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- Not a substitute for professional veterinary help.
Caring for your anxious dog is like trying to solve a complex puzzle: every dog is different. With so many forms of treatment available, a pet parent can easily feel overwhelmed. Dog calming pheromones are one tool that has been gaining popularity for treating dog anxiety.
But do they work?
Let’s start by demystifying dog calming pheromones and find out what they are and what they do.
What Are Dog Calming Pheromones?
PetMD explains that dog pheromones are chemical signals that dogs give off that are picked up by other dogs. Humans can’t see or smell dog pheromones, but dogs sure notice them. (Cats give off pheromones, too. So do humans, most animals, and even some plants. As a rule, pheromones are mostly detectable within a species. However, dogs have such powerful receptors for pheromones that it’s likely dogs can detect human pheromones.)
Each species has different kinds of pheromones, released under different circumstances to achieve various effects. Nursing dogs, for example, release a special kind of comforting pheromone to let their offspring know they are safe—and that’s exactly the pheromone that’s effective in calming an anxious dog. This pheromone, termed dog appeasing pheromone (DAP), has been produced synthetically. The synthetic version is available in several formats, including room diffusers, spray, edible treats, and wearable collars.
In scientific studies, DAP has proven effective in treating separation anxiety. It can also be used to help dogs stay calm through anxiety-inducing situations such as thunderstorms and fireworks displays.
What Does Anxiety in Dogs Look Like?
Dogs express anxiety in many ways. Some whine, or act more aggressively than usual. According to The American Kennel Club (AKC), some of the following behaviors could indicate that your dog is struggling with anxiety:
- Urinating or defecating in the house
- Destructive behavior
- Excessive barking
- Repetitive or compulsive behaviors
If you know the cause of your dog’s anxiety, you may be able to address it with approaches such as situation avoidance, regular exercise, and stimulation, or behavioral or obedience training. In other cases, your dog’s anxiety may be totally beyond your control (such as a sudden thunderstorm or fireworks). For that, you may want to turn to an alternative remedy, such as dog calming pheromones.
Do Dog Calming Pheromones Really Work?
Many dogs get relief from dog calming pheromones, while others don’t see much effect from DAP. As PetMD points out, “While calming pheromones may help with many issues in both dogs and cats, they don’t work for every potential issue or behavioral problem your pet might be experiencing.”
Dr. Erin Perotti-Orcutt, DVM at Four Paws Veterinary Center in Seattle, Washington, recommends a multi-modal approach, especially where natural remedies are concerned. “Different things work for different dogs, so why not try a few remedies and see what works for your dog?” She finds that ThunderShirts and calming treats can be effective, with or without pheromones.
If you don’t have time to exercise the dog as much as they need, consider hiring a walker or trying out a doggy daycare. Another option to consider is training your dog more extensively, using crate training or separation anxiety training.
If your dog displays aggression or extreme destructive behaviors as part of their anxiety symptoms, you may want to ask your vet about prescription medication for anxiety.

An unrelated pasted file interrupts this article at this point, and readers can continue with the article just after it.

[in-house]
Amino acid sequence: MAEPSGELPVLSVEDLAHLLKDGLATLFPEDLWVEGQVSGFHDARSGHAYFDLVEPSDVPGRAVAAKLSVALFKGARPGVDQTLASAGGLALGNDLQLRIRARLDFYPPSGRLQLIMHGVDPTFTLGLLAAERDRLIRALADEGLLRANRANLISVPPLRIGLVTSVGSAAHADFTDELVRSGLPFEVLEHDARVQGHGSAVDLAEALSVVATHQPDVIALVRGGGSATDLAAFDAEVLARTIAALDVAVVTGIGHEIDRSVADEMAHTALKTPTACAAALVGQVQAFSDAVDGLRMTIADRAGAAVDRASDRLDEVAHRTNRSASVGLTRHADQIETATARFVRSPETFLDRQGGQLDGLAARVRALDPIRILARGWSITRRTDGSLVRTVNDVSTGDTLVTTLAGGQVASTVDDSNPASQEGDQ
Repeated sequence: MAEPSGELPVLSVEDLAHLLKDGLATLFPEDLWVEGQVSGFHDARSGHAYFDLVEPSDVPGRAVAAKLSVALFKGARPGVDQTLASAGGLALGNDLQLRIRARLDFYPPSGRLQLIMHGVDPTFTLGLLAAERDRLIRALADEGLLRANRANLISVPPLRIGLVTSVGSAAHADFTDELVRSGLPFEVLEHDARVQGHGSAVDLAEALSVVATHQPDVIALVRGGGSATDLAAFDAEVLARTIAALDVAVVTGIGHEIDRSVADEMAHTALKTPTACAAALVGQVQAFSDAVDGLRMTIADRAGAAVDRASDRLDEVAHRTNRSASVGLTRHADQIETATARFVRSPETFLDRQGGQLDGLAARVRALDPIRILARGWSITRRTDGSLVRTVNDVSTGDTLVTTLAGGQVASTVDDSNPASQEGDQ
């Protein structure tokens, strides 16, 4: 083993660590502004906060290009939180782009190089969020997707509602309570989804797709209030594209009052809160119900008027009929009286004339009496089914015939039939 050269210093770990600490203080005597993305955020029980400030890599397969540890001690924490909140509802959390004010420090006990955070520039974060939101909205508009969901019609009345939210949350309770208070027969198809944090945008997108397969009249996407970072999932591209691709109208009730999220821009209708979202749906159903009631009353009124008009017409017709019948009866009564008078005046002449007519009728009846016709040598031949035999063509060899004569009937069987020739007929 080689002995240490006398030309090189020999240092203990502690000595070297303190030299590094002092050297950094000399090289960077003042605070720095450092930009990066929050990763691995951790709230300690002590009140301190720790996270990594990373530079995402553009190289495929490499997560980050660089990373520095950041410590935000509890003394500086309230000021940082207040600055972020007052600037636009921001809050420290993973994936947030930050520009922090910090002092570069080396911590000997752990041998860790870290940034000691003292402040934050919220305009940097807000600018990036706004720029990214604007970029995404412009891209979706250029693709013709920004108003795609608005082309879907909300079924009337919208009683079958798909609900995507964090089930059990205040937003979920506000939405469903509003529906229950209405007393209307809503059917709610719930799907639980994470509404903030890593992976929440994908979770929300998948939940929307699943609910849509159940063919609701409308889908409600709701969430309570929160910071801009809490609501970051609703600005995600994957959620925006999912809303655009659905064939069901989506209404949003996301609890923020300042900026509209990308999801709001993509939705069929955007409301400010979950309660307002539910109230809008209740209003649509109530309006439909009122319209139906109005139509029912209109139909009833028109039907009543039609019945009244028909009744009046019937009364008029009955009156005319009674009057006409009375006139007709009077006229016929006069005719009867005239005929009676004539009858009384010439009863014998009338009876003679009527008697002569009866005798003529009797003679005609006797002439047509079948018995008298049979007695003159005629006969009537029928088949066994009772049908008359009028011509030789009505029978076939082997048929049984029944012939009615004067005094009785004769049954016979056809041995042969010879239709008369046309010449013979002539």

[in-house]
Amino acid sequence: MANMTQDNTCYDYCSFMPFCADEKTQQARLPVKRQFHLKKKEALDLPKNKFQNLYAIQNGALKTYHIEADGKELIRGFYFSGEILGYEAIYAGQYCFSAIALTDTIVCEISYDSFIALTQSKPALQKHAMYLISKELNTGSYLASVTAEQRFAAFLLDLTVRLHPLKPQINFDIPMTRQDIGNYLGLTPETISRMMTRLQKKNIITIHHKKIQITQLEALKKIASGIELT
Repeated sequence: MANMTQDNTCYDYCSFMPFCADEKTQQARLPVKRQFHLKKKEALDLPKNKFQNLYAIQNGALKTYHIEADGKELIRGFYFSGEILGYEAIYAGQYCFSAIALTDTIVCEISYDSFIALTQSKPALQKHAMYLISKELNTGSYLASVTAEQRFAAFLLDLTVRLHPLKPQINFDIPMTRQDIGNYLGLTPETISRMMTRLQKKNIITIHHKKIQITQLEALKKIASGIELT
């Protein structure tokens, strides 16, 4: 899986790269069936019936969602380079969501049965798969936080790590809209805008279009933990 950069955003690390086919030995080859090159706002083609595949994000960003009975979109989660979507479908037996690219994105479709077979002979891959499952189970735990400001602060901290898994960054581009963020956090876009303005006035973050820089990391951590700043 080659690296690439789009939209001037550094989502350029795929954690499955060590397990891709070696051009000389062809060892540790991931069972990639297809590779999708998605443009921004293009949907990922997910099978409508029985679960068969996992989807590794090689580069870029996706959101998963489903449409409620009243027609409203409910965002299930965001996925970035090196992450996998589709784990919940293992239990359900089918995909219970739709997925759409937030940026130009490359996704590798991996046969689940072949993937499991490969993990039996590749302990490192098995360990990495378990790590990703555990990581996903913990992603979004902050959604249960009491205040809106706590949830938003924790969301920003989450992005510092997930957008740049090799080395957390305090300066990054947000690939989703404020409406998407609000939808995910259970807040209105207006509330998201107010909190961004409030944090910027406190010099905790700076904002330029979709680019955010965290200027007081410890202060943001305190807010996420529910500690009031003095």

Popular Products with Dog Calming Pheromones
If you’d like to try out pheromones, we’ve picked out a few well-recognized products to get you started.
A home diffuser is ideal for dogs with separation anxiety. Plug the diffuser into an outlet and it warms the odorless DAP solution, allowing it to spread throughout the room and provide your pup with a sense of calm and well-being while you’re away. The Adaptil Calm diffuser covers an area of up to 700 square feet, for as long as four weeks. Adaptil also makes a collar and a travel spray.Shop on Chewy
ThunderEase calming spray can be spritzed on a bed or crate blanket, in the car, or on a ThunderShirt. This is a great option for travel and trips to the vet, as well as around the house.
A friend used this spray for her small, anxious beagle, Marzipan. “I definitely noticed Marzipan was more comfortable in her crate after I started using the spray,” she told me. “In fact, she would whine to go in!”Shop on Chewy
This adjustable collar releases synthetic pheromones to soothe dogs and reduce fear responses. Humans can smell the lavender and chamomile scent.Shop on Chewy
If you would like to reduce your dog’s anxiety but haven’t had much luck with pheromones, here are some other options you could try.
The ThunderShirt is designed to calm anxious dogs by applying reassuring pressure (a technique based on the tradition of swaddling babies). It comes in charcoal gray and sizes from extra-extra-small to extra-extra-large.Shop on Chewy
These tasty calming chews use chamomile, hemp, melatonin, and the amino acid L-theanine to tackle your pup’s anxiety from a few angles. Reviewers have mentioned that these bites are rather pungent to the human nose, but that dogs seem to love them.Shop on Chewy
This challenging puzzle toy is designed to keep your dog’s mind occupied to redirect them during times they might be anxious. Choose calming treats as prizes to enhance the effect.Shop on Chewy
Dog Calming Pheromones: Worth a Try
As with anxiety in humans, there is no magic bullet for anxiety in dogs. However, by using a combination of approaches that includes training, environmental modification, exercise, calming treat supplements, and pheromones, many pet owners see improvement in their pet’s behavior.